If your chain is truly silver, use a good quality silver cream such as Gorham's. Follow the directions. Alternatively, see if your local jeweler will clean it for you for less than the cost of a jar of Gorham's.
I use a rouge cloth on it. I also bought a gray and white cloth pretty much the same idea as a rouge cloth. Anytime I wear a chain I just run it thru the cloth several times. Lovely.
I bought a bottle of Tarnex years ago and use it to clean all of my sterling silver including jewelry. One bottle will last a really long time. It smells a little while the tarnish is dissolving but it works in practically an instant.
I always use toothpaste, not the gel kind.
White toothpaste works OK but I just tried rubbing my rope chain with aluminum foil and it worked much faster.
The tinfoil and baking soda worked like a charm. Thank you
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I bought this detailed Egyptian style silver necklace. Well I found I can't wear plated or cheaper jewelry lately cuz I've gained weight and sweat so much. lol Well this summer I wore this piece a lot and it turned this black color along the top with lines through it. It says 926 made in Italy on it, but I can not get this black off.Does this happen to me because of the sweat? Does this mean it's not real when this happens? And can I get it off? If not cuz I've tried cleaning it off, it seems to be in the metal not just a tarnish on the metal.
I just use a very small amount of blue Dawn with warm water and rub it clean with my fingers, then dry with microfibre cloth
Real silver tarnishes. You can clean it with a silver polish or a polishing cloth.
This could be silver plated and that is one reason it has truend like this. I have used baking soda and a tooth brush in the past to clean some of the tarnish off items like this. If this does not work the plating has been removed and it may not be possible to clean it again.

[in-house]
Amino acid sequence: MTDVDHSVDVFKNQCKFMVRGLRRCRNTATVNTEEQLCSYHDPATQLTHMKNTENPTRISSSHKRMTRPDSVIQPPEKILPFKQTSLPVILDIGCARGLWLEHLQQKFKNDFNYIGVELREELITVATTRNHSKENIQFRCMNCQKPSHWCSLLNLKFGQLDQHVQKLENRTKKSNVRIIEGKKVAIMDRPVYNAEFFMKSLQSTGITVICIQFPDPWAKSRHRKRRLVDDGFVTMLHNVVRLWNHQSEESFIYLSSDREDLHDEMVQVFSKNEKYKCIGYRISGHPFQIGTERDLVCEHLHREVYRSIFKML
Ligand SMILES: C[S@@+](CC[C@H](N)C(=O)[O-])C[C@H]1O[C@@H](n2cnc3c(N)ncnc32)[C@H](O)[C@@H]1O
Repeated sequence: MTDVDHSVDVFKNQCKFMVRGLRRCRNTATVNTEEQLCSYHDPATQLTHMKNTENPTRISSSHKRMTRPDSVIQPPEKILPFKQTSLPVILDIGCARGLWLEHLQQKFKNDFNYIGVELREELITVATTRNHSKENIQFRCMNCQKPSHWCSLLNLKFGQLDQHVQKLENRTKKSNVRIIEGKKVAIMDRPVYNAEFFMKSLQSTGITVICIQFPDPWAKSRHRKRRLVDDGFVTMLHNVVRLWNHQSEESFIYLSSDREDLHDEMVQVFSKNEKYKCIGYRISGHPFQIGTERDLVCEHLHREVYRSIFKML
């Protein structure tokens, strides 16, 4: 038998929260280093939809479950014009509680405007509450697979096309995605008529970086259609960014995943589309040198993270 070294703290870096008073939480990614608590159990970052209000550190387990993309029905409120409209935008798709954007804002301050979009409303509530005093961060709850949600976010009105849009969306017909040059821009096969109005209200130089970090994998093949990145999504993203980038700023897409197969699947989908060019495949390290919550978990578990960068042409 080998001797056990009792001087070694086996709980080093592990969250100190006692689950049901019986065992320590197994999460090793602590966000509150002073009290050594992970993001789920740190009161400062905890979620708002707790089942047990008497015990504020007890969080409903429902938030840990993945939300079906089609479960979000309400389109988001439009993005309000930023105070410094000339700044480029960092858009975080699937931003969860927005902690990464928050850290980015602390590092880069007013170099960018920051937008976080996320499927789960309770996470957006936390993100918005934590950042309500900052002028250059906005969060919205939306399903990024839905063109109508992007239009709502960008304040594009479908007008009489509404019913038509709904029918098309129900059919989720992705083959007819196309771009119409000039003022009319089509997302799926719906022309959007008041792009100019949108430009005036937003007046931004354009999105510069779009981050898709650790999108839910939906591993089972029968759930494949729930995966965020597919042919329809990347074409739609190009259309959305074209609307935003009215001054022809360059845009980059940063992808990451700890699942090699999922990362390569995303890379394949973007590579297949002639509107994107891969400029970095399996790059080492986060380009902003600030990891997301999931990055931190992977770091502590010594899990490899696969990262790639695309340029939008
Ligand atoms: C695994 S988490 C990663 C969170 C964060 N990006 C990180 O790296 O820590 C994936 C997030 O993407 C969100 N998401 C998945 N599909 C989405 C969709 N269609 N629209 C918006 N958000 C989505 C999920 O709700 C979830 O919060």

926 should be real sterling.
There are a number of markings and that is one (95, 925, 926, 928, Sterling, 95M, are just a few).
I learn from the place where I sell my silver for scrap that there are pieces that have the correct markings but are NOT sterling. This is fraud and it is quite common...more so in older pieces...but it can still happen today. This is why it is important to buy jewelry from reputable shops.
If it is real silver, a little silver polish should clean your piece up nicely. You can put a drop of the polish on an old SOFT toothbrush and see if that gets it from the crevices. If it doesn't work--I suggest taking it to a jewelry or scrap dealer (I am a huge fan of the Treasure Hunt chain) and have them test it for you. Treasure Hunt has a machine to test (so no scratch testing).
If it is real silver, it is not always inexpensive, but some jewelry stores will offer cleanings for you. They can also tell you what the true metal content is and then you can decide if you want a professional cleaning or not.
We did have one jewelry store in the mall that used to do "free" cleanings, but you had to be shopping while they did it and they were high pressure sales people. If you can walk away from a pitch, you can get the piece cleaned for free. I can't do that, but I have friends who can!
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How do you clean a silver chain? I have been told that vinegar can get it clean.